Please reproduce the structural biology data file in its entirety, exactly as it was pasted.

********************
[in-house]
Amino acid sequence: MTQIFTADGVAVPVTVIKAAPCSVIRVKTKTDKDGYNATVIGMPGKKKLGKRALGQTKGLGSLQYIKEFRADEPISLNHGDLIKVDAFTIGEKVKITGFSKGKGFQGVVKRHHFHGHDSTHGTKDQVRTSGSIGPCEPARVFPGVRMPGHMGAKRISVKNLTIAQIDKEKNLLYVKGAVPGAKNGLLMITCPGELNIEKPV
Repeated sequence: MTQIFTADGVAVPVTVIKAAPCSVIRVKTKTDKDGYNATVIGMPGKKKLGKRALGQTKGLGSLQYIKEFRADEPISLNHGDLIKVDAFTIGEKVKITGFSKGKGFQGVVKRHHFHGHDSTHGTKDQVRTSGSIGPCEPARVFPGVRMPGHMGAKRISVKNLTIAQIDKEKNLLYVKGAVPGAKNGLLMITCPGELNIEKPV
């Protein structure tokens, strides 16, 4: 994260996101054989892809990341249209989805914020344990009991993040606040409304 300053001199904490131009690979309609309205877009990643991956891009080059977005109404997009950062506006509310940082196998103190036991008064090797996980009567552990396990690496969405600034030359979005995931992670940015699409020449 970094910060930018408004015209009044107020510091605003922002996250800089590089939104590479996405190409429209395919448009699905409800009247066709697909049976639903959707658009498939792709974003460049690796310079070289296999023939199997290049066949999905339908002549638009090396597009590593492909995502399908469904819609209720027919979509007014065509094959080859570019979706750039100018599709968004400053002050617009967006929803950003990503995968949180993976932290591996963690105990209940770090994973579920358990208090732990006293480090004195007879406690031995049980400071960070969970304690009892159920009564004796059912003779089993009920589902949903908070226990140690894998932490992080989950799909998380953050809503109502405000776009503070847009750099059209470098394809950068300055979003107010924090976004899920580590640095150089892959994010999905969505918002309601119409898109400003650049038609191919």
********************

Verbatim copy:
[in-house]
Amino acid sequence: MTQIFTADGVAVPVTVIKAAPCSVIRVKTKTDKDGYNATVIGMPGKKKLGKRALGQTKGLGSLQYIKEFRADEPISLNHGDLIKVDAFTIGEKVKITGFSKGKGFQGVVKRHHFHGHDSTHGTKDQVRTSGSIGPCEPARVFPGVRMPGHMGAKRISVKNLTIAQIDKEKNLLYVKGAVPGAKNGLLMITCPGELNIEKPV
Repeated sequence: MTQIFTADGVAVPVTVIKAAPCSVIRVKTKTDKDGYNATVIGMPGKKKLGKRALGQTKGLGSLQYIKEFRADEPISLNHGDLIKVDAFTIGEKVKITGFSKGKGFQGVVKRHHFHGHDSTHGTKDQVRTSGSIGPCEPARVFPGVRMPGHMGAKRISVKNLTIAQIDKEKNLLYVKGAVPGAKNGLLMITCPGELNIEKPV
């Protein structure tokens, strides 16, 4: 994260996101054989892809990341249209989805914020344990009991993040606040409304 300053001199904490131009690979309609309205877009990643991956891009080059977005109404997009950062506006509310940082196998103190036991008064090797996980009567552990396990690496969405600034030359979005995931992670940015699409020449 970094910060930018408004015209009044107020510091605003922002996250800089590089939104590479996405190409429209395919448009699905409800009247066709697909049976639903959707658009498939792709974003460049690796310079070289296999023939199997290049066949999905339908002549638009090396597009590593492909995502399908469904819609209720027919979509007014065509094959080859570019979706750039100018599709968004400053002050617009967006929803950003990503995968949180993976932290591996963690105990209940770090994973579920358990208090732990006293480090004195007879406690031995049980400071960070969970304690009892159920009564004796059912003779089993009920589902949903908070226990140690894998932490992080989950799909998380953050809503109502405000776009503070847009750099059209470098394809950068300055979003107010924090976004899920580590640095150089892959994010999905969505918002309601119409898109400003650049038609191919």